Pittsburgh's Wise Blood makes national waves, despite playing only one show | Local Beat | Pittsburgh | Pittsburgh City Paper

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Pittsburgh's Wise Blood makes national waves, despite playing only one show

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Sick of street preachers and false prophets, Hazel Motes, the protagonist of Flannery O'Conner's novel Wise Blood, decides to start his own religion: The Church Without Christ. Chris Laufman -- a.k.a. Wise Blood -- may be devoutly Catholic, but when it comes to his music, he shares Motes' audacity.

"I basically want to become the best as soon as possible," he told Pitchfork, who featured him as a "Rising Artist" at the end of August. As he told me via phone from the Bronx, where he'll spend the next two months, "I want to rival Kanye, popularity-wise."

Born in Mississippi, 22-year-old Laufman has lived all over, but has made his long-term home with his grandfather in Point Breeze, in a house built by his great-grandfather. He experimented early on with a broken-down guitar, but more recently with his computer. Pitchfork pounced on his dreamy, balmy, unexpectedly soulful sample-based music after a few tracks wound up on its sister site, Altered Zones (www.alteredzones.com).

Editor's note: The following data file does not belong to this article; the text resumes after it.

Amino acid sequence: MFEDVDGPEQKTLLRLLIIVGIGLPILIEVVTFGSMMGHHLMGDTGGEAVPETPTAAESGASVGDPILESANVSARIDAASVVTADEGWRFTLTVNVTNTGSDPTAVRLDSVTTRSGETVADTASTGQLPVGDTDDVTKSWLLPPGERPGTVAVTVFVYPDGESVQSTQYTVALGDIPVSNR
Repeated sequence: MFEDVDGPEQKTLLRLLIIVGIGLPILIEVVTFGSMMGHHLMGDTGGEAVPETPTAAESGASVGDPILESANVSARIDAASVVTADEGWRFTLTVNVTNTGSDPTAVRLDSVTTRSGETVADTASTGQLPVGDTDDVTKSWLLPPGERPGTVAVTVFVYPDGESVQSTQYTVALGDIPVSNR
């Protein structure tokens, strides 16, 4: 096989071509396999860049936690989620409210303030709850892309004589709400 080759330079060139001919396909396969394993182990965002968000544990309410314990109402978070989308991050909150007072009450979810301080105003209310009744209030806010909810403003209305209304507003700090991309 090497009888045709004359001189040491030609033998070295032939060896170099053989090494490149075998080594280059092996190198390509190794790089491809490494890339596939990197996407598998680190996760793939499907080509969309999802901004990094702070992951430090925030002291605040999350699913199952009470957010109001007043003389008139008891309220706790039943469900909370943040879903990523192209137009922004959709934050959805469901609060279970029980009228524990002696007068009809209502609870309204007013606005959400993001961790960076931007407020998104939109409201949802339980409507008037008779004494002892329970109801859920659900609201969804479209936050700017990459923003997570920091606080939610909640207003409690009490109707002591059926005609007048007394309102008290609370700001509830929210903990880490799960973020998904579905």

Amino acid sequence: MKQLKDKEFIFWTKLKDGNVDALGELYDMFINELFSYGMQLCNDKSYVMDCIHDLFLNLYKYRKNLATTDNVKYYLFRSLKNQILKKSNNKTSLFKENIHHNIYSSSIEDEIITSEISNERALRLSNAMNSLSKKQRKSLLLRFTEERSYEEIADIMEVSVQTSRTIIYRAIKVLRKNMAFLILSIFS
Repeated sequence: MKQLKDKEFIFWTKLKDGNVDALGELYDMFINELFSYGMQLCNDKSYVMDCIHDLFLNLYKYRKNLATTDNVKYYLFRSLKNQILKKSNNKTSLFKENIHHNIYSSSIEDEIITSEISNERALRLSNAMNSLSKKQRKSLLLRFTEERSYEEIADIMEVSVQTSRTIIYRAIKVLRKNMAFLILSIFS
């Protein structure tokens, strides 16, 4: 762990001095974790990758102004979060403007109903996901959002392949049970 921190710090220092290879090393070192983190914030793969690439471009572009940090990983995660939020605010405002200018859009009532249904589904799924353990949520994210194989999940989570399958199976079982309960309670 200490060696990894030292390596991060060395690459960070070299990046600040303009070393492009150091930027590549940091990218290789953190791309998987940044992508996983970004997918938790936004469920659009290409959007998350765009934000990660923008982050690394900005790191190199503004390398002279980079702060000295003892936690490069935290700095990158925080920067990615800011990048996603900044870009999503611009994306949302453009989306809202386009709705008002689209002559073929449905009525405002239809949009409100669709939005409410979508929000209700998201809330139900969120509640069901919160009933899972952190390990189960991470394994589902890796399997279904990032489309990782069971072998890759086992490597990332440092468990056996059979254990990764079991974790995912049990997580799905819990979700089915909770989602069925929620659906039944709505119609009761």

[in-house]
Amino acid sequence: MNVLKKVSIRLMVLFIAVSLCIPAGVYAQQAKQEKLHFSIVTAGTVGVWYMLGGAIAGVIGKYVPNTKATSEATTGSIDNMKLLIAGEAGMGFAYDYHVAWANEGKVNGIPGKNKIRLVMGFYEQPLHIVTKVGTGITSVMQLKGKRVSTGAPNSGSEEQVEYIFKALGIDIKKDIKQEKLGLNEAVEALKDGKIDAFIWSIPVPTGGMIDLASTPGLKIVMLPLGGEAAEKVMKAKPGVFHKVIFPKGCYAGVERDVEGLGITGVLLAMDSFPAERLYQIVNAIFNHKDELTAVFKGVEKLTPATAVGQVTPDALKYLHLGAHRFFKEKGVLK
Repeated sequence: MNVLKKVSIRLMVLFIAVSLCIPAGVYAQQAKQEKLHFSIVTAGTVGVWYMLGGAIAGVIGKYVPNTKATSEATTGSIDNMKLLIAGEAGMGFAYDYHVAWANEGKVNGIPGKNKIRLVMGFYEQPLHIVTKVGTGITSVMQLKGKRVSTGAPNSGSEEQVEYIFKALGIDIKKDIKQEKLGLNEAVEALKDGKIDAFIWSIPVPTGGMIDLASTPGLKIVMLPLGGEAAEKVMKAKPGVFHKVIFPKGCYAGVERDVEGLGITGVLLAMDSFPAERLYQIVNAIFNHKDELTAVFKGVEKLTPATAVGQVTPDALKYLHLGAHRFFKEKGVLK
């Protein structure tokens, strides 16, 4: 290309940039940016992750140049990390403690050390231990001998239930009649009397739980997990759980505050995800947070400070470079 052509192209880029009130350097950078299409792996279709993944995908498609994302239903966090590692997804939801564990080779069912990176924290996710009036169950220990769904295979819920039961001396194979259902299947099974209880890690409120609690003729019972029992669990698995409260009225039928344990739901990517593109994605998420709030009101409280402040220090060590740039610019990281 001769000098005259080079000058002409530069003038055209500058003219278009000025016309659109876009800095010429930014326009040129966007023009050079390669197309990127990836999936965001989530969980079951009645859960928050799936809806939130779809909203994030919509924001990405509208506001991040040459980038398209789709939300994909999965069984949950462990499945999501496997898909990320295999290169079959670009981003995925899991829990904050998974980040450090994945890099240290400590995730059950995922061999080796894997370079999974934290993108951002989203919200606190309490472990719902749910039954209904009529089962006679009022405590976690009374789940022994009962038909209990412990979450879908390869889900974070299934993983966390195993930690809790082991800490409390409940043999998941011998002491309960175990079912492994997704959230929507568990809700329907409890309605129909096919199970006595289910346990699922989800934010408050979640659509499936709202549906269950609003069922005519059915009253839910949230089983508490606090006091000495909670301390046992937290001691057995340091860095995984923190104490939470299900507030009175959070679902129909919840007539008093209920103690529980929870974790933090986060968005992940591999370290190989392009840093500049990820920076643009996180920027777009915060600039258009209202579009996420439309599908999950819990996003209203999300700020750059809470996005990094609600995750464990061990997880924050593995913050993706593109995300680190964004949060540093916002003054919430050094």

On paper, Wise Blood is reminiscent of another local mash-up artist and Pitchfork fave, but Wise Blood is less party and more Panda Bear -- OK to dance to, but better for driving around on the hottest day of the summer. Call it "The Mashup Without Girl Talk." He's often motivated by what he sees as a deficit of inspiring music: "I would think, 'I want to listen to a certain kind of sound, and I can't think of anyone who makes the kind of sound that I would want to hear.'"

Wise Blood has yet to play Pittsburgh -- or anywhere, really. His debut was just last week at Vassar College. After playing New York's CMJ Fest in October, he'll return to Pittsburgh. "I want to play in interesting locations or, like, outside," he says. "Eventually I want to play somewhere in the Carnegie museum."

So far, Wise Blood seems to rival Kanye mainly in bravado. But love it or hate it, once an artist is deemed "rising" by a site as trendsetting as Pitchfork, all bets are off.

"I have an idea of what I want to do, I want to do something great, and I feel like the time is right for it," Laufman says, addressing those who would accuse him of over-confidence. "I just feel like if being the best isn't your goal in making music, thesn it's just boring. I don't care if you're making music if you have no ambition."

To download Wise Blood's free EP, entitled +, visit www.myspace.com/hazemotes.

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